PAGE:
I think those "superficial similarities" are called "ideas". My point was, you can't OWN ideas, and you don't really INVENT things. The only true invention is technique...and it's absurdly arrogant for him to believe that HE is the sole proprietor of GUI, or mobile phone platforms, etc etc. Life came before him, life goes on after him. He saw himself as being somehow deserving credit for the fact that he was standing in the midst of a maelstrom of technological advancement, and since he believed this so strongly, everyone else did too.

    As far as the "facts"...well, it's all he-said-she-said, isn't it? Here's what Bob Taylor, head of ARPANET said about who invented the internet:
    "I believe the first internet was created at Xerox PARC, circa '75, when we connected, via PUP, the Ethernet with the ARPAnet. PUP (PARC Universal Protocol) was instrumental later in defining TCP.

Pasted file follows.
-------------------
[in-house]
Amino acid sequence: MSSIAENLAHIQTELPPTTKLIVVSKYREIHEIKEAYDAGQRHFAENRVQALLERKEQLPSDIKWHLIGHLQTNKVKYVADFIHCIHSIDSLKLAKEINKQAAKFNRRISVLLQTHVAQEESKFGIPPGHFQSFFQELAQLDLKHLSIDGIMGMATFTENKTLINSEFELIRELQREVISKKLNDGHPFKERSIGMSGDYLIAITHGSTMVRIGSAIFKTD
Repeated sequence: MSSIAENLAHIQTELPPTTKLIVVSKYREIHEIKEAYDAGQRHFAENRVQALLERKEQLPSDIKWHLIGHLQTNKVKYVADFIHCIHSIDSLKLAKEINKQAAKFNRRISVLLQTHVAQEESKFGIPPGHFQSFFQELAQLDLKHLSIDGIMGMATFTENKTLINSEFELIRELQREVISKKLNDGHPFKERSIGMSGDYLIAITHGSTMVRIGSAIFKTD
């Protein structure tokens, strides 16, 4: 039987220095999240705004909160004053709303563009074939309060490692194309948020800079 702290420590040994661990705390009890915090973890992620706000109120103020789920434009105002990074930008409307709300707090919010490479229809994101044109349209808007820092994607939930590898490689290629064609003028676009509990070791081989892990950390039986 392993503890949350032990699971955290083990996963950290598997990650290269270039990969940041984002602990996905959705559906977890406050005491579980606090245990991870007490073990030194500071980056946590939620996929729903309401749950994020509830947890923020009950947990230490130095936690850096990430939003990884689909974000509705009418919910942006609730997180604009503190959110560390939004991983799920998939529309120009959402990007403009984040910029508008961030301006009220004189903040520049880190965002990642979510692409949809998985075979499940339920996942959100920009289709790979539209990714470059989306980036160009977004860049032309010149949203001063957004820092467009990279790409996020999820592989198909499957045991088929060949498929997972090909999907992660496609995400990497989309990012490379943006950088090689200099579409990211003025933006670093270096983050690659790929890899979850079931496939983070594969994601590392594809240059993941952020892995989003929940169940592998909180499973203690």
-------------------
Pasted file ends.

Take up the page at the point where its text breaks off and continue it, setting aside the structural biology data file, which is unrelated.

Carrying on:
For the internet to grow, it also needed a networked personal computer, a graphical user interface with WYSIWYG properties, modern word processing, and desktop publishing. These, along with the Ethernet, all came out of my lab at Xerox PARC in the '70s, and were commercialized over the next 20 years by Adobe, Apple, Cisco, Microsoft, Novell, Sun and other companies that were necessary to the development of the Internet."


    Also:
    John Shoch, who worked with Robert Metcalfe on the Ethernet developments at Xerox Parc, and who is at great pains to stay out of debates about who started the Internet, has concluded that PUP (the Parc Universal Protocol) was the first complete, operational set of Internet protocols. Schoch was also involved in the development of TCP/IP at a later date. To quote Shoch,

    "Starting around 1974, Xerox PARC designed and deployed an internet architecture called PUP; it was up and running on multiple machines and networks when TCP was just a design for byte stream protocols. Input from Xerox' operational experience helped convince the TCP working group to add the IP packet layer!"




    If you want to control a market on something, do something BETTER than anyone else. Fighting over who invented what is a game for petty aristocrats and toddlers.

  6. #6